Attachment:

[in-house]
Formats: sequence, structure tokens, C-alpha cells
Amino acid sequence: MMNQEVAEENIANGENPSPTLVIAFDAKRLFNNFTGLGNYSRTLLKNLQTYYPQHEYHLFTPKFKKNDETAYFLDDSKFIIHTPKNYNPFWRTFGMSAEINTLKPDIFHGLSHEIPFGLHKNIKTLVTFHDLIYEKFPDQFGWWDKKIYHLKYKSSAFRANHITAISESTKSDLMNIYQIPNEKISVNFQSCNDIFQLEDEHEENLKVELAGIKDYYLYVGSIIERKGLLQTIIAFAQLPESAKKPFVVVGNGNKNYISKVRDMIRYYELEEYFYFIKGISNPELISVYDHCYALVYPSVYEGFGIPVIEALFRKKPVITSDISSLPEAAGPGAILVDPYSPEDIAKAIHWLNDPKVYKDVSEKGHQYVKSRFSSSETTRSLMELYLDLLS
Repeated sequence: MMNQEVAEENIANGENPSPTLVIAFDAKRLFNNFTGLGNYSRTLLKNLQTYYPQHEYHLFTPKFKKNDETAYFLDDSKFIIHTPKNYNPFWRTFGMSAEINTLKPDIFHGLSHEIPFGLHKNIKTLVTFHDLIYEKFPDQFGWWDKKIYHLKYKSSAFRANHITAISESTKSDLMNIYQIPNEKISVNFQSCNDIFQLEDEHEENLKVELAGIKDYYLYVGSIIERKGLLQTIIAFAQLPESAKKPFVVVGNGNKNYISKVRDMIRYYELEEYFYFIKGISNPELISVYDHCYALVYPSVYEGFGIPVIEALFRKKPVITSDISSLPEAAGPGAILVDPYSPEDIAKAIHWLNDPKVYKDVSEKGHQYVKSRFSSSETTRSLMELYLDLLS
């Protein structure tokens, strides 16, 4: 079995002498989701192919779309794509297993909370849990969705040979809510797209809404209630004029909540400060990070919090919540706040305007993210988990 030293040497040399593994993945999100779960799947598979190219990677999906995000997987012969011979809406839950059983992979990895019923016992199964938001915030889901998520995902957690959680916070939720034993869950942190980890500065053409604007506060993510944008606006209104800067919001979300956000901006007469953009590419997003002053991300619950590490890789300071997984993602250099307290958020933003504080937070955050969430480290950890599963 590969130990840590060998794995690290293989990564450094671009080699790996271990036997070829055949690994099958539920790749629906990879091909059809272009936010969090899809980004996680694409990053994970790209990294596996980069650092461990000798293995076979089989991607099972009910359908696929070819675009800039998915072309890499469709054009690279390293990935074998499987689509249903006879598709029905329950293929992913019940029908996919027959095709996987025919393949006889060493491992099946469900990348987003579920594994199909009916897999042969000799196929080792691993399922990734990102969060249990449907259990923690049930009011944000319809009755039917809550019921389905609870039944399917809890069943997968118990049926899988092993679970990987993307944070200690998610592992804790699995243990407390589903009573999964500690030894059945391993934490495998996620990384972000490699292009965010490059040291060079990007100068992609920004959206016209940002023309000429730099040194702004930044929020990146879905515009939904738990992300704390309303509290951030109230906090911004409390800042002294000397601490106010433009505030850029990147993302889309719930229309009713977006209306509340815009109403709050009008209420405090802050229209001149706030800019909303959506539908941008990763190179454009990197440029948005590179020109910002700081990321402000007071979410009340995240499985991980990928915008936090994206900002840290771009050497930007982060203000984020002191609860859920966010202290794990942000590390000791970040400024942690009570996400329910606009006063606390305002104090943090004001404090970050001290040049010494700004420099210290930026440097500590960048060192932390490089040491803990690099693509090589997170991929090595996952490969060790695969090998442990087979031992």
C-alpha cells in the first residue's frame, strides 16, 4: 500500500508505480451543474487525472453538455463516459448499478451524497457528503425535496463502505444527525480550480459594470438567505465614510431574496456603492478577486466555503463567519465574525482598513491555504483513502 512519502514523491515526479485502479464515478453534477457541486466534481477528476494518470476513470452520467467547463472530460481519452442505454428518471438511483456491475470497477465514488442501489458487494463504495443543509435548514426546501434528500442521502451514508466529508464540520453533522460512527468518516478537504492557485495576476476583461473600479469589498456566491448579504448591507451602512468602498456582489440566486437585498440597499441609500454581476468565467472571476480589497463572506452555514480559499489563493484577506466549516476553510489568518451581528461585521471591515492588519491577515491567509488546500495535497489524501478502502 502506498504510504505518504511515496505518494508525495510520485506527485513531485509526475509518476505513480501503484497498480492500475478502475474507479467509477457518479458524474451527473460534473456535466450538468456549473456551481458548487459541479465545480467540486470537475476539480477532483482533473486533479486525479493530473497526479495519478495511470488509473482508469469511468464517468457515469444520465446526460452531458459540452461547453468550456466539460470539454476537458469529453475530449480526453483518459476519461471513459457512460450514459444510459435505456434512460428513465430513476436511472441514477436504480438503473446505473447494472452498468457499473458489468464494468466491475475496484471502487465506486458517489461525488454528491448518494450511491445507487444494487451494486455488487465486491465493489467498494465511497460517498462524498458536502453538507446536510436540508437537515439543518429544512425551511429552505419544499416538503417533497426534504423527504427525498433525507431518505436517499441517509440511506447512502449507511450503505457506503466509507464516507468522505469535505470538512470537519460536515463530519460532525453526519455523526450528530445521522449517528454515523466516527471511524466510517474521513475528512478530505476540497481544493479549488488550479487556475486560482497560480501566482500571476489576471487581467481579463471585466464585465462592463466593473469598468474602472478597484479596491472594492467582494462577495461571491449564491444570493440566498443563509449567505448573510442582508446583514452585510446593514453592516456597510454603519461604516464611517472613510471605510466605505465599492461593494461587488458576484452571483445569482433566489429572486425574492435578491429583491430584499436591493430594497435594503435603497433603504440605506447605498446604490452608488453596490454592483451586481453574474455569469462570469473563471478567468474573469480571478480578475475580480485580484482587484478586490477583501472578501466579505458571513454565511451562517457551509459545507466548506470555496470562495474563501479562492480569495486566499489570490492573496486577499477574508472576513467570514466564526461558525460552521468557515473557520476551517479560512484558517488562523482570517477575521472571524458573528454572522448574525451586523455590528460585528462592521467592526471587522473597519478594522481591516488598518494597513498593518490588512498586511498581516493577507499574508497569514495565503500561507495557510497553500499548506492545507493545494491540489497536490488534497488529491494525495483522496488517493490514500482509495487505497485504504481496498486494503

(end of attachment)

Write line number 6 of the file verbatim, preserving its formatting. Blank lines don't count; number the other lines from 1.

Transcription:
C-alpha cells in the first residue's frame, strides 16, 4: 500500500508505480451543474487525472453538455463516459448499478451524497457528503425535496463502505444527525480550480459594470438567505465614510431574496456603492478577486466555503463567519465574525482598513491555504483513502 512519502514523491515526479485502479464515478453534477457541486466534481477528476494518470476513470452520467467547463472530460481519452442505454428518471438511483456491475470497477465514488442501489458487494463504495443543509435548514426546501434528500442521502451514508466529508464540520453533522460512527468518516478537504492557485495576476476583461473600479469589498456566491448579504448591507451602512468602498456582489440566486437585498440597499441609500454581476468565467472571476480589497463572506452555514480559499489563493484577506466549516476553510489568518451581528461585521471591515492588519491577515491567509488546500495535497489524501478502502 502506498504510504505518504511515496505518494508525495510520485506527485513531485509526475509518476505513480501503484497498480492500475478502475474507479467509477457518479458524474451527473460534473456535466450538468456549473456551481458548487459541479465545480467540486470537475476539480477532483482533473486533479486525479493530473497526479495519478495511470488509473482508469469511468464517468457515469444520465446526460452531458459540452461547453468550456466539460470539454476537458469529453475530449480526453483518459476519461471513459457512460450514459444510459435505456434512460428513465430513476436511472441514477436504480438503473446505473447494472452498468457499473458489468464494468466491475475496484471502487465506486458517489461525488454528491448518494450511491445507487444494487451494486455488487465486491465493489467498494465511497460517498462524498458536502453538507446536510436540508437537515439543518429544512425551511429552505419544499416538503417533497426534504423527504427525498433525507431518505436517499441517509440511506447512502449507511450503505457506503466509507464516507468522505469535505470538512470537519460536515463530519460532525453526519455523526450528530445521522449517528454515523466516527471511524466510517474521513475528512478530505476540497481544493479549488488550479487556475486560482497560480501566482500571476489576471487581467481579463471585466464585465462592463466593473469598468474602472478597484479596491472594492467582494462577495461571491449564491444570493440566498443563509449567505448573510442582508446583514452585510446593514453592516456597510454603519461604516464611517472613510471605510466605505465599492461593494461587488458576484452571483445569482433566489429572486425574492435578491429583491430584499436591493430594497435594503435603497433603504440605506447605498446604490452608488453596490454592483451586481453574474455569469462570469473563471478567468474573469480571478480578475475580480485580484482587484478586490477583501472578501466579505458571513454565511451562517457551509459545507466548506470555496470562495474563501479562492480569495486566499489570490492573496486577499477574508472576513467570514466564526461558525460552521468557515473557520476551517479560512484558517488562523482570517477575521472571524458573528454572522448574525451586523455590528460585528462592521467592526471587522473597519478594522481591516488598518494597513498593518490588512498586511498581516493577507499574508497569514495565503500561507495557510497553500499548506492545507493545494491540489497536490488534497488529491494525495483522496488517493490514500482509495487505497485504504481496498486494503